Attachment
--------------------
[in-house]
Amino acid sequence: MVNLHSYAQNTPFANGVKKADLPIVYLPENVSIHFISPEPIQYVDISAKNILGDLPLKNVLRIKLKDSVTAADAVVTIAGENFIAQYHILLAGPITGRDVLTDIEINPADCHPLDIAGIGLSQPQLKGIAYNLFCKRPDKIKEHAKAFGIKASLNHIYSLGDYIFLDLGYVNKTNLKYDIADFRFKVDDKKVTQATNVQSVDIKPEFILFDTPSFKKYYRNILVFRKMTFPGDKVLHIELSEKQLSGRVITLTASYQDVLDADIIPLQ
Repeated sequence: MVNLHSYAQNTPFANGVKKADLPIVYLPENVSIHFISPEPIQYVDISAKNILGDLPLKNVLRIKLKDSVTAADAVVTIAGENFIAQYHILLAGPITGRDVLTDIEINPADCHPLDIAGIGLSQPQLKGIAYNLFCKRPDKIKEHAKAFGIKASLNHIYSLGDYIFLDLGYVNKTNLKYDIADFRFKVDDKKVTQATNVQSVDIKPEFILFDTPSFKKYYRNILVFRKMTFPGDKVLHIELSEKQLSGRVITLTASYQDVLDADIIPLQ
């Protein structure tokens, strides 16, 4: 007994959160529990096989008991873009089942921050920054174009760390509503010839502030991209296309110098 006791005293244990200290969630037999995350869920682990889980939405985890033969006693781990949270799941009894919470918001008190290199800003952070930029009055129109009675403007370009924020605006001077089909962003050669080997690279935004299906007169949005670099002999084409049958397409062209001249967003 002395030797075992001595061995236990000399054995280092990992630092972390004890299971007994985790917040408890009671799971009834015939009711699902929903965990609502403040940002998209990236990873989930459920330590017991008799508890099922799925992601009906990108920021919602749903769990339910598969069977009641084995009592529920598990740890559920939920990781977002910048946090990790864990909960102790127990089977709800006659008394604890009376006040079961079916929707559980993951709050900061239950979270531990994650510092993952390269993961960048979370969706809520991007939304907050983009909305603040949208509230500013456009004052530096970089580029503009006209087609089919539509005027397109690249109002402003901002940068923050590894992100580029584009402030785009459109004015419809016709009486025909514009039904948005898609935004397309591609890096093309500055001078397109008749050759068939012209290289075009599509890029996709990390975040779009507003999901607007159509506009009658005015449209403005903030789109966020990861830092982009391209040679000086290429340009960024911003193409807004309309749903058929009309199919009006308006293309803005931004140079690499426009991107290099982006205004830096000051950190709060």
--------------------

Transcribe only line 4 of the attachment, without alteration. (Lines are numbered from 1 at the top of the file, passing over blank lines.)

């Protein structure tokens, strides 16, 4: 007994959160529990096989008991873009089942921050920054174009760390509503010839502030991209296309110098 006791005293244990200290969630037999995350869920682990889980939405985890033969006693781990949270799941009894919470918001008190290199800003952070930029009055129109009675403007370009924020605006001077089909962003050669080997690279935004299906007169949005670099002999084409049958397409062209001249967003 002395030797075992001595061995236990000399054995280092990992630092972390004890299971007994985790917040408890009671799971009834015939009711699902929903965990609502403040940002998209990236990873989930459920330590017991008799508890099922799925992601009906990108920021919602749903769990339910598969069977009641084995009592529920598990740890559920939920990781977002910048946090990790864990909960102790127990089977709800006659008394604890009376006040079961079916929707559980993951709050900061239950979270531990994650510092993952390269993961960048979370969706809520991007939304907050983009909305603040949208509230500013456009004052530096970089580029503009006209087609089919539509005027397109690249109002402003901002940068923050590894992100580029584009402030785009459109004015419809016709009486025909514009039904948005898609935004397309591609890096093309500055001078397109008749050759068939012209290289075009599509890029996709990390975040779009507003999901607007159509506009009658005015449209403005903030789109966020990861830092982009391209040679000086290429340009960024911003193409807004309309749903058929009309199919009006308006293309803005931004140079690499426009991107290099982006205004830096000051950190709060």